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Identification of Soybean Plant Characteristics That Indicate the Timing of Drought Stress


This article in CS

  1. Vol. 40 No. 3, p. 716-722
    Received: Nov 17, 1998

    * Corresponding author(s): desclaux@ensam.inra.fr
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  1. Dominique Desclaux *a,
  2. Tung-Thanh Huynhb and
  3. Pierre Roumeta
  1. a INRA, Station de Génétique et d'Amélioration des plantes, 34130 Mauguio, France
    b Cantho Univ., Dep. of Genetics and Plant Breeding, 30 April Street, Cantho, Viet Nam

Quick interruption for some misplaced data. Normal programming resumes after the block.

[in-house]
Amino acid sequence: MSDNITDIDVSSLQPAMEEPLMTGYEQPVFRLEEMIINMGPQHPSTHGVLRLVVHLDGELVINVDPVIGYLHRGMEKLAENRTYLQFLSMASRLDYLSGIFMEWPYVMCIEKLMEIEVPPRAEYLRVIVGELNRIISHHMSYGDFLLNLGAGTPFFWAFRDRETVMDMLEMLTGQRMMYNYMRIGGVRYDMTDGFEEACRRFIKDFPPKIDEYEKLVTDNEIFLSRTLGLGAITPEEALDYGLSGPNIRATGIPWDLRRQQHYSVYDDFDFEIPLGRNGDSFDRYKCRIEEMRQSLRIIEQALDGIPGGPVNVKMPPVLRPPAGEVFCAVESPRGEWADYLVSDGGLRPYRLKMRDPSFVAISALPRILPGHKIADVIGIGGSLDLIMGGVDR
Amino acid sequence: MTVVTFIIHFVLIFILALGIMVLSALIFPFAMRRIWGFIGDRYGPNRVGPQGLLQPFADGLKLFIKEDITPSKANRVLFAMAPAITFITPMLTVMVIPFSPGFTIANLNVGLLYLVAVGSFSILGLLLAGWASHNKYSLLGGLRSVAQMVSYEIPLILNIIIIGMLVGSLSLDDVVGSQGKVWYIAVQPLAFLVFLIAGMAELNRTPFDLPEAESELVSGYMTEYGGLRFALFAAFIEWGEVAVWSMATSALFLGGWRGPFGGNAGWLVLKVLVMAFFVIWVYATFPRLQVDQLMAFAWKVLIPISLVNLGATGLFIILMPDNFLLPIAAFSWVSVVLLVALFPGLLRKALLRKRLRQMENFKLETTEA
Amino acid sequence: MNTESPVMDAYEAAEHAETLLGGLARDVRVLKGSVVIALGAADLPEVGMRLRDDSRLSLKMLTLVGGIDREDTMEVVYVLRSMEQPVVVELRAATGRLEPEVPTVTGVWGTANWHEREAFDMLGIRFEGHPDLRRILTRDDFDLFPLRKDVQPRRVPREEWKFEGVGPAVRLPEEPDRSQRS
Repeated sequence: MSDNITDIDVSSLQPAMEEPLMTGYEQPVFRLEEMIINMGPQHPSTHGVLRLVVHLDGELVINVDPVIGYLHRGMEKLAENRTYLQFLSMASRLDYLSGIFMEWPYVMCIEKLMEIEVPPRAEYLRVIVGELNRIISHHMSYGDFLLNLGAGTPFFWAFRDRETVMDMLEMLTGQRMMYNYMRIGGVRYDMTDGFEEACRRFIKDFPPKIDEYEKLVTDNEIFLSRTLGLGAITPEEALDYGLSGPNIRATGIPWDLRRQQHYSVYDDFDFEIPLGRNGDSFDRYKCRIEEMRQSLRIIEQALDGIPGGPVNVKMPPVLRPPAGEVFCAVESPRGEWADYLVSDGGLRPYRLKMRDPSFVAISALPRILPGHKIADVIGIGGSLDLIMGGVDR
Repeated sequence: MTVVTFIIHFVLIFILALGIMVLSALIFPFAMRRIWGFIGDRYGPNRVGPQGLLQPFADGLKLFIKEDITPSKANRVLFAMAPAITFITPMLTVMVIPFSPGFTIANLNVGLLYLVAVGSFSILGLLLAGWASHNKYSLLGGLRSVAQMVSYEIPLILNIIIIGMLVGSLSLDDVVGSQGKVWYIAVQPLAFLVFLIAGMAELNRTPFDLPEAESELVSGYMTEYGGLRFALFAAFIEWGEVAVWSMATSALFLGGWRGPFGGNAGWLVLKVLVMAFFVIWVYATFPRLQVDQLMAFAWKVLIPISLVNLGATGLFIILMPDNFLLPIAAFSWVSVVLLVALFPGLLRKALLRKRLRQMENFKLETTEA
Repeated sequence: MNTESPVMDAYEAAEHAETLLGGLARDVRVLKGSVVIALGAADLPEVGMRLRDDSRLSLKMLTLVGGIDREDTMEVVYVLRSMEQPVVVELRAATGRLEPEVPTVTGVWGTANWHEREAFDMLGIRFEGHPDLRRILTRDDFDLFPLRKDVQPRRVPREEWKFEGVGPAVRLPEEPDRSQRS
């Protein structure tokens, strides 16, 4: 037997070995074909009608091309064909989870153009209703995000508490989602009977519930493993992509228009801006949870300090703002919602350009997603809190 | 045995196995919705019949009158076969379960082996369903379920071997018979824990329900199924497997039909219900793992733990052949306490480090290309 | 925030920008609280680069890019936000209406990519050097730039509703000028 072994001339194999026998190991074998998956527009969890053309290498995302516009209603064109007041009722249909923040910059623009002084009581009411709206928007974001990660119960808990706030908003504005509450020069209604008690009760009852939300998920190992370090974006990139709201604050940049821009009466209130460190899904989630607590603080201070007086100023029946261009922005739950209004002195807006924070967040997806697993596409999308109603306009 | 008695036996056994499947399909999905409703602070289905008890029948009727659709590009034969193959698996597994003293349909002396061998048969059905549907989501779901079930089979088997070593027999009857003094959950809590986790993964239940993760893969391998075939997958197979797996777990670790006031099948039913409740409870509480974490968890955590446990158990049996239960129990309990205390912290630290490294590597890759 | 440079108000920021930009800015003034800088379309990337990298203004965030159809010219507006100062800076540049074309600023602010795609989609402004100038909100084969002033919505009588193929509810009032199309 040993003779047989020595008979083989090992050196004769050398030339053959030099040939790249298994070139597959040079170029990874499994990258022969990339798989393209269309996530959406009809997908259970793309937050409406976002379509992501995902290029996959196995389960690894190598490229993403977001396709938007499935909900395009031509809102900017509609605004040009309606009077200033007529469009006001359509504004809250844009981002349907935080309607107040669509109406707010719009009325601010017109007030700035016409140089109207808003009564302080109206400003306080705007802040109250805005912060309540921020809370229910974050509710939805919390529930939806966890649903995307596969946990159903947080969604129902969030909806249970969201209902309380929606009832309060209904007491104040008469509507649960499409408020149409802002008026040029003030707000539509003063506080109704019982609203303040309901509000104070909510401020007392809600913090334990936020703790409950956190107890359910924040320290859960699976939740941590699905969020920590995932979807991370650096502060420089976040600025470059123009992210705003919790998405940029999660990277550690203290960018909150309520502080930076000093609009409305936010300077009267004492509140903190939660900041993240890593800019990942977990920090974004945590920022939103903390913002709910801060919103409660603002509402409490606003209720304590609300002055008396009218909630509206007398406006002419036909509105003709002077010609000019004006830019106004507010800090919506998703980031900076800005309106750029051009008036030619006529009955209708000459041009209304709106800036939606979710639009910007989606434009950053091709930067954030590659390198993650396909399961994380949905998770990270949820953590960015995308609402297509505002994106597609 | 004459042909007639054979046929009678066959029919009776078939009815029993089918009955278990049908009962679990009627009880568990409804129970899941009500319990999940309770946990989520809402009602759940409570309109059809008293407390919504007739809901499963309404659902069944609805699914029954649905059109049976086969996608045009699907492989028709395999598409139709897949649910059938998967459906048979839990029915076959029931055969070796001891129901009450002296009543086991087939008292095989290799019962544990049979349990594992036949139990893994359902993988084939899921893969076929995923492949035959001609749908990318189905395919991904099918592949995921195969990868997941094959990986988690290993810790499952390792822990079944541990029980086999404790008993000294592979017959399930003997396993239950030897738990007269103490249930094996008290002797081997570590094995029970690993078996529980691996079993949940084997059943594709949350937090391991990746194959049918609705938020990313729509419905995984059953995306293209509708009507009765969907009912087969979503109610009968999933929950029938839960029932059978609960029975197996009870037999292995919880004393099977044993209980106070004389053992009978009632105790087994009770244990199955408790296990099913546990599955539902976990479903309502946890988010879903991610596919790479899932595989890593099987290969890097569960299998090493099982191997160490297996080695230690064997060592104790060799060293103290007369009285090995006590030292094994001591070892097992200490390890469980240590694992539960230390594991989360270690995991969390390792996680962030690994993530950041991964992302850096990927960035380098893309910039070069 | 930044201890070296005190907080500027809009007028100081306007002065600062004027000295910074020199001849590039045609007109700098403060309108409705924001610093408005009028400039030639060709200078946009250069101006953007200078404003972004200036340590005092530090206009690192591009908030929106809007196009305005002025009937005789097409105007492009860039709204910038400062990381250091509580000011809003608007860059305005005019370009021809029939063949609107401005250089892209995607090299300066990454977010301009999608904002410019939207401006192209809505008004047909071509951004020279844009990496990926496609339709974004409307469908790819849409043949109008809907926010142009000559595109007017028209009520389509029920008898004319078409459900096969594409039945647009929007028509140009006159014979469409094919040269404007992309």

Low-cost, phenotype-based techniques are needed to help crop breeders interpret genotype × environment interactions. Our objective was to determine how drought stress imposed on soybean [Glycine max (L.) Merr.] at various growth stages affected selected plant characteristics. Determinate (Spot) and indeterminate (Weber) soybean cultivars were grown under greenhouse conditions and subjected to two levels of drought stress (30 and 50% plant-available water) during vegetative (V4–R1), flowering (R1–R3), pod lengthening (R3–R5), or seed-filling (R5) stages. Mean internode length was the most drought sensitive factor during the vegetative and flowering stages. Significant height differences for the determinate cultivar accurately differentiated between stress periods, with shorter plants being associated with vegetative stress. The number of pods per vegetative dry matter unit was significantly affected by stress during pod lengthening. Early stress during seed fill reduced the number of seeds per pod, whereas late stress (after the abortion limit stage) decreased seed weight. These results suggest that precise periods of drought stress can be determined by measuring a posteriori several morphological factors and yield components of determinate and indeterminate soybean genotypes at physiological maturity.

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